“And I think we could probably structure it, if I was doing it again Madam Chair, I would structure it a little bit more clearly and perhaps be a bit more considered about who we put on that group.”
‘At the very least if something is being called meat when it is not meat, I think the pub test is that people don’t support that’
The NFF was challenged over its decision to support a voluntary code on the working group, when the meat sector, the largest segment of Australian agriculture, vehemently opposed it.
Mr Mahar said that NFF’s decision was to support a voluntary approach initially to try to address the issues before taking a regulatory approach if needed.
“Because our view was that if we could get some change early, knowing that regulatory process and the time frame that took, that we should try to pursue that in the first instance.
He said that while there was recognition that there were some concerns with the way plant-based meat alternatives were labelled and that things needed to change and be improved, the NFF’s approach was to try to fix it with a minimum regulatory regime in the first instance.
“If that didn’t work then of course we go back to the regulatory approach.”
Mr Mahar said the NFF’s position is that non-meat products must not be permitted to masquerade as meat.
“At the very least if something is being called meat when it is not meat, I think the pub test is that people don’t support that.”
Australian Food and Grocery Council: Red meat postition significant minority
The Australian Food and Grocery Council, in response to questions from inquiry chair Susan McDonald about the discrepancy between its statement in its submission that the working group came up with a preferred option in favour of a voluntary code and the DAWE’s statement there was no clear consensus from the group, defended his group’s characterisation of the process.
“No there wasn’t consensus, but there was certainly, most of the people around the table there, most of the parties around the table, supported the concept that that was supported by the NFF in their submission,” AGFC deputy CEO Dr Geoffrey Annison said.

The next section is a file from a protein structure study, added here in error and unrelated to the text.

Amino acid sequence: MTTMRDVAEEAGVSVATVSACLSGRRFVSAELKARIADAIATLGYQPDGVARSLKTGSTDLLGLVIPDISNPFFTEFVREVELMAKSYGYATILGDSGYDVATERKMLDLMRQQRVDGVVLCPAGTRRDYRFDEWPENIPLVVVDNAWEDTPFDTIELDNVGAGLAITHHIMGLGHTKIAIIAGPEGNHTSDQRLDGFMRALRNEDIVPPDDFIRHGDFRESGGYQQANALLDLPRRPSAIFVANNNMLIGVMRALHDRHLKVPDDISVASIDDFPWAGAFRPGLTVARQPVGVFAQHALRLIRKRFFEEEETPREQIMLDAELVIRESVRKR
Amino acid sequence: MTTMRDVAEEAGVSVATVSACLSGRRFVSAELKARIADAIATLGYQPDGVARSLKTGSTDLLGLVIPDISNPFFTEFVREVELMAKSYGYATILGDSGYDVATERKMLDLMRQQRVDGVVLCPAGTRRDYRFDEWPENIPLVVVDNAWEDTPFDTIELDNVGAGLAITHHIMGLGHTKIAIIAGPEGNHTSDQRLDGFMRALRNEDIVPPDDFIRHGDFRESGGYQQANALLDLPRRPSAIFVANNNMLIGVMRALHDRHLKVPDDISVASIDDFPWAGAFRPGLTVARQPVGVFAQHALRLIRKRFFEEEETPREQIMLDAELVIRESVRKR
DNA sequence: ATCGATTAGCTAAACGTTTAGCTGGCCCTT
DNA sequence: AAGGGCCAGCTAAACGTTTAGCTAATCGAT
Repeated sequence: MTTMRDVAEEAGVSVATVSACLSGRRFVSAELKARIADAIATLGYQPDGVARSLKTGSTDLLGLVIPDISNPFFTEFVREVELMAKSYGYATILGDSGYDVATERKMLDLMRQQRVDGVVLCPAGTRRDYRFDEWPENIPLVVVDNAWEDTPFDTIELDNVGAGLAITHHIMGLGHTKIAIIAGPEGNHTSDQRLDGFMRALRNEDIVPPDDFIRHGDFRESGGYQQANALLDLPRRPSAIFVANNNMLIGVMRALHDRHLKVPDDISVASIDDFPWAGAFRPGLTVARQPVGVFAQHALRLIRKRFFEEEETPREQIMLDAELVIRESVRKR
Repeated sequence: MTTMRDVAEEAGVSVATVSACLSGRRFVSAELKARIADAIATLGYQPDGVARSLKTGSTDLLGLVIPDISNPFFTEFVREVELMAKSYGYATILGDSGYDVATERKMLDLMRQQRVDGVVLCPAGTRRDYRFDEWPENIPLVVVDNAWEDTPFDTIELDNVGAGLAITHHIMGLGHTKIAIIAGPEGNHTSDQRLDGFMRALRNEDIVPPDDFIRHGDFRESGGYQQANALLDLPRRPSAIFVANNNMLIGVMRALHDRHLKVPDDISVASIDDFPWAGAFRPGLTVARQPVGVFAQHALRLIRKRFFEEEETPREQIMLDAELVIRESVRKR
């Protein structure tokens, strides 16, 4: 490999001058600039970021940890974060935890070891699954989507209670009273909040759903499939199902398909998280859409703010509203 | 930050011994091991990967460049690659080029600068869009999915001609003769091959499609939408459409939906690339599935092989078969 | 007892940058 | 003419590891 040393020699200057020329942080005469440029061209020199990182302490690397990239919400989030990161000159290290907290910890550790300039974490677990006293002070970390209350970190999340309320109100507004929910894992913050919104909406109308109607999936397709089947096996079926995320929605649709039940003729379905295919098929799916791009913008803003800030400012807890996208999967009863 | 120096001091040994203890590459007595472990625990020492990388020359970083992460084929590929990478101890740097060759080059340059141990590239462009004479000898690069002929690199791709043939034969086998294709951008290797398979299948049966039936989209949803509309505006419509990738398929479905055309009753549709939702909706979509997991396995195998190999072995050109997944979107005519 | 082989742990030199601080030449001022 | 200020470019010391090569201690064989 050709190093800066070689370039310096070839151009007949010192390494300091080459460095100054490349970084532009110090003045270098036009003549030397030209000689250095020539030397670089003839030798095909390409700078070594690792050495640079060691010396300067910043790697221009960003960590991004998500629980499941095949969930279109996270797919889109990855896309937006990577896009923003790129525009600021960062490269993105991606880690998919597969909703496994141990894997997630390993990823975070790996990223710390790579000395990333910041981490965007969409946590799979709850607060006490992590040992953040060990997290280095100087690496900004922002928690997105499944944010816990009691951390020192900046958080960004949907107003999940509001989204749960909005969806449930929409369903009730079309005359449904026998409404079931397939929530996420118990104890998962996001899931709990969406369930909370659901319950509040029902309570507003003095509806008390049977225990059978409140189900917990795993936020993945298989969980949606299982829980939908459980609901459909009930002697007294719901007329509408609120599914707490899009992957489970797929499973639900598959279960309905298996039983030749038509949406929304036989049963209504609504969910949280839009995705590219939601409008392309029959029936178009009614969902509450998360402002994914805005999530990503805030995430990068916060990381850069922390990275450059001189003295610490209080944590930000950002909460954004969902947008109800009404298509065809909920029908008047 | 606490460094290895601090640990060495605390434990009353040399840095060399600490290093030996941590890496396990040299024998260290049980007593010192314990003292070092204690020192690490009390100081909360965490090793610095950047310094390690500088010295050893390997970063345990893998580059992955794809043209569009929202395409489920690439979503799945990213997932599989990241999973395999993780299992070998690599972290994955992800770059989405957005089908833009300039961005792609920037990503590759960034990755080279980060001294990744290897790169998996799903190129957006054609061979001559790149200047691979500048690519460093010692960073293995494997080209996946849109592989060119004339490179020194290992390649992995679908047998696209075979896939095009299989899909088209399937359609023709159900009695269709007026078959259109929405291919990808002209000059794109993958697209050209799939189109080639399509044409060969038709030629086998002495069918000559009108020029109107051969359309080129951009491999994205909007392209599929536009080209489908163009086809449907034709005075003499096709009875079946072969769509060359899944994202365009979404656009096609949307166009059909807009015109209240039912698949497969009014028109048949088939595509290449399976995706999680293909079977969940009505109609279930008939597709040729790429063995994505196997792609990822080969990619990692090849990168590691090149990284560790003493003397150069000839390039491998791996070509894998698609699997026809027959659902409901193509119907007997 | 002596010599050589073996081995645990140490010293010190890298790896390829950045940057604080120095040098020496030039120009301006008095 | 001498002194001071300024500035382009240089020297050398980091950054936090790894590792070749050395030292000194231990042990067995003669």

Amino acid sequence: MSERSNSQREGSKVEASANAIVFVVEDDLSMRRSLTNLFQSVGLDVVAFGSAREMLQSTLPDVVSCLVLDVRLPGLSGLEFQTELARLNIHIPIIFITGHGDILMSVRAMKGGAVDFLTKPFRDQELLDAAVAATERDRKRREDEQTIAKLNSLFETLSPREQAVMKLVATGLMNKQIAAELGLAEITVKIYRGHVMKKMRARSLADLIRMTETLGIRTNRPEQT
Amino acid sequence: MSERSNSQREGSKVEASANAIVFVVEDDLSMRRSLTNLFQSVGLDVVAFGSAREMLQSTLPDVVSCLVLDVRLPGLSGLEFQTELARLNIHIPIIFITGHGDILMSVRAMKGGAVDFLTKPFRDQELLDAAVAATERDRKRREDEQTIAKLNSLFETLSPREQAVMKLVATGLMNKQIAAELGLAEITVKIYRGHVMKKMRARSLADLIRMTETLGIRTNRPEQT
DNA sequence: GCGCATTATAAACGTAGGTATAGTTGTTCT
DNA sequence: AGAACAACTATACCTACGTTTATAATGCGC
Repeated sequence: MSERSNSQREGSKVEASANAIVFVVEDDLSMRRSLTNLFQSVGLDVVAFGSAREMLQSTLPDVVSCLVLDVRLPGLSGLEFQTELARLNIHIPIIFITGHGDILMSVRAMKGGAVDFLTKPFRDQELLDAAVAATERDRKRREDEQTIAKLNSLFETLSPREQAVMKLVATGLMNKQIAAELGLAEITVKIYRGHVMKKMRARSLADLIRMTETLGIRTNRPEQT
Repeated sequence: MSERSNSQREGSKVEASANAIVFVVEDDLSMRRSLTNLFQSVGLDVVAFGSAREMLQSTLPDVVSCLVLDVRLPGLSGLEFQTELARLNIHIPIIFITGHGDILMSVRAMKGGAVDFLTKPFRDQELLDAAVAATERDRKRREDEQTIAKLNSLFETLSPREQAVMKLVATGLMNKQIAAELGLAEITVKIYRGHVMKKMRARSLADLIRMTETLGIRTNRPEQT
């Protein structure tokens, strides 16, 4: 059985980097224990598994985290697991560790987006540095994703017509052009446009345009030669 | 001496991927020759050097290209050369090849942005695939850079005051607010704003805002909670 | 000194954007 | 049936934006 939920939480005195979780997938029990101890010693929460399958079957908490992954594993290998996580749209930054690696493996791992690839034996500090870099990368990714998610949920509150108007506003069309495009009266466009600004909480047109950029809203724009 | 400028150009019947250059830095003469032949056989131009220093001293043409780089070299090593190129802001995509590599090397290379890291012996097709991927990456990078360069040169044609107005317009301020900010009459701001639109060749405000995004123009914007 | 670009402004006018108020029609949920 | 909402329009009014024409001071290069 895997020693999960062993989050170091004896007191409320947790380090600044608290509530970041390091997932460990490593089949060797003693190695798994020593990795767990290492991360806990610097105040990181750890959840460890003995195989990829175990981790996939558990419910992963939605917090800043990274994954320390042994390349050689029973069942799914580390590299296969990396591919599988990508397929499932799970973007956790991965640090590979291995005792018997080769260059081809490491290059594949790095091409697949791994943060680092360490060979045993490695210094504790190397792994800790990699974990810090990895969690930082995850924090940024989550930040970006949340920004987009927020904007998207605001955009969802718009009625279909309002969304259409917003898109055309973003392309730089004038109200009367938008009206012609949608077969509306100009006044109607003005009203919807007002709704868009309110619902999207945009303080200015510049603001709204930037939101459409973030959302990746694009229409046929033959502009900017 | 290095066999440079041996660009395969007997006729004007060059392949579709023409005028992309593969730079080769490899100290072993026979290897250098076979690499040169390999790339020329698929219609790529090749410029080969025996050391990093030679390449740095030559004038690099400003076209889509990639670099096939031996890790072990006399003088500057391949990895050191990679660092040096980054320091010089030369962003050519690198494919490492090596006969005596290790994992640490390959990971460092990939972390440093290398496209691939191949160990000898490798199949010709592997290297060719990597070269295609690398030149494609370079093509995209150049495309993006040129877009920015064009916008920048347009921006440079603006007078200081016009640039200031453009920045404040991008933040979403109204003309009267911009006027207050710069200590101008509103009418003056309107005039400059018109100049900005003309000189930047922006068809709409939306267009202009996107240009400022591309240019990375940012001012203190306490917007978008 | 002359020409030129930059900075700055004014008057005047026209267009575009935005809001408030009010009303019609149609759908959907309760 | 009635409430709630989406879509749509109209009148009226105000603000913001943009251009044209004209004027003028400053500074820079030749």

“And we have just heard Tony Mahar repeat, which was to start with a voluntary guide and have that, to introduce that to make changes as quickly as possible and if that didn’t allay the concerns of other stakeholders, then consider a more formal regulatory response.”
Dr Annison said there were up to 20 people on the working group, and “only one group of stakeholders” were in “a significant minority” on the working group against a voluntary code.
“Who was “the stick in the mud?,” Greens senator Peter Whish-Wilson asked.
Dr Annison replied that the red meat industry had the main objections to a voluntary code.
“Their objections were that only a guide, just a voluntary guide wouldn’t work, whereas we had the view that you start off with a voluntary guide and if that doesn’t work, you go to something more stronger in the regulatory spectrum and that seemed to me, at least it was my strong impression that was generally supported except by the red meat industry.
“Were the plant based protein groups represented and did they also support starting with a voluntary approach?” Senator Whish-Wilson queried.
Dr Annison: “Yes they did.”
“So they were constructive in terms of trying to find a way forward,” Senator Whish-Wilson replied.
Dr Annison said a range of voluntary codes of conduct were successfully used including for agricultural products.
“Codes are used in the agricultural sector, for example there is a code of practice on animal welfare used by the animal welfare sector, that has been very successful,” he said.
“There is a code of practice by MLA on the safe retailing of meat, I think they would argue that has been successful.
“It is a practice that is well accepted as being if you like the light touch of regulation , the light touch on the spectrum of regulation that goes from guides through to black letter law regulation, they’re accepted as a legitimate intervention by the ACCC, and the ACCC has sophisticated guidelines on how codes of practice and guides can work.”